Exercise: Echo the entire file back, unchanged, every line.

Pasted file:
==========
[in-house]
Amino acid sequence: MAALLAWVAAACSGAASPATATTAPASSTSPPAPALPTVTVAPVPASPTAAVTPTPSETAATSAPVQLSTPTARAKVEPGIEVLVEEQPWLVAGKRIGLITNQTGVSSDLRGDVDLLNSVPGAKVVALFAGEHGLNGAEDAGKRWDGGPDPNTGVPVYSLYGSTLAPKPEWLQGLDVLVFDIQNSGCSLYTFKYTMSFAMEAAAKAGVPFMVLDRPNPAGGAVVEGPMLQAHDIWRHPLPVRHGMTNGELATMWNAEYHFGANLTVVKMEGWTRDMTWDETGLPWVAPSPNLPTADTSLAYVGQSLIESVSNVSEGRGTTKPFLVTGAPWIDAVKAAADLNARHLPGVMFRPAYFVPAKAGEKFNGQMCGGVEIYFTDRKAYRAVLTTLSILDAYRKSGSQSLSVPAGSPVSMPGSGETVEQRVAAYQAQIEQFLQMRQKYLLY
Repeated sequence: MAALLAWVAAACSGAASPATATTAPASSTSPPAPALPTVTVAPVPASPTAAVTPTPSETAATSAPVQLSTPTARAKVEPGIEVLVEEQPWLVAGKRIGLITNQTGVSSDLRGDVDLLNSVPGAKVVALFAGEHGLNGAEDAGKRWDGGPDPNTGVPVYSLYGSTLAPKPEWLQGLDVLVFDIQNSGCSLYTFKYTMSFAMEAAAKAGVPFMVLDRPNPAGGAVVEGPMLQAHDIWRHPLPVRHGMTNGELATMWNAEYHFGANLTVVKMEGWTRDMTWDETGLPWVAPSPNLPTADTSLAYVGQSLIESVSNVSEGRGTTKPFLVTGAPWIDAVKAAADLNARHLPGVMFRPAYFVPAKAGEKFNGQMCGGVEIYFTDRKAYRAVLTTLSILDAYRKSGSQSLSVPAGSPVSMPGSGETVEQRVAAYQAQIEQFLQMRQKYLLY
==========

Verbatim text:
[in-house]
Amino acid sequence: MAALLAWVAAACSGAASPATATTAPASSTSPPAPALPTVTVAPVPASPTAAVTPTPSETAATSAPVQLSTPTARAKVEPGIEVLVEEQPWLVAGKRIGLITNQTGVSSDLRGDVDLLNSVPGAKVVALFAGEHGLNGAEDAGKRWDGGPDPNTGVPVYSLYGSTLAPKPEWLQGLDVLVFDIQNSGCSLYTFKYTMSFAMEAAAKAGVPFMVLDRPNPAGGAVVEGPMLQAHDIWRHPLPVRHGMTNGELATMWNAEYHFGANLTVVKMEGWTRDMTWDETGLPWVAPSPNLPTADTSLAYVGQSLIESVSNVSEGRGTTKPFLVTGAPWIDAVKAAADLNARHLPGVMFRPAYFVPAKAGEKFNGQMCGGVEIYFTDRKAYRAVLTTLSILDAYRKSGSQSLSVPAGSPVSMPGSGETVEQRVAAYQAQIEQFLQMRQKYLLY
Repeated sequence: MAALLAWVAAACSGAASPATATTAPASSTSPPAPALPTVTVAPVPASPTAAVTPTPSETAATSAPVQLSTPTARAKVEPGIEVLVEEQPWLVAGKRIGLITNQTGVSSDLRGDVDLLNSVPGAKVVALFAGEHGLNGAEDAGKRWDGGPDPNTGVPVYSLYGSTLAPKPEWLQGLDVLVFDIQNSGCSLYTFKYTMSFAMEAAAKAGVPFMVLDRPNPAGGAVVEGPMLQAHDIWRHPLPVRHGMTNGELATMWNAEYHFGANLTVVKMEGWTRDMTWDETGLPWVAPSPNLPTADTSLAYVGQSLIESVSNVSEGRGTTKPFLVTGAPWIDAVKAAADLNARHLPGVMFRPAYFVPAKAGEKFNGQMCGGVEIYFTDRKAYRAVLTTLSILDAYRKSGSQSLSVPAGSPVSMPGSGETVEQRVAAYQAQIEQFLQMRQKYLLY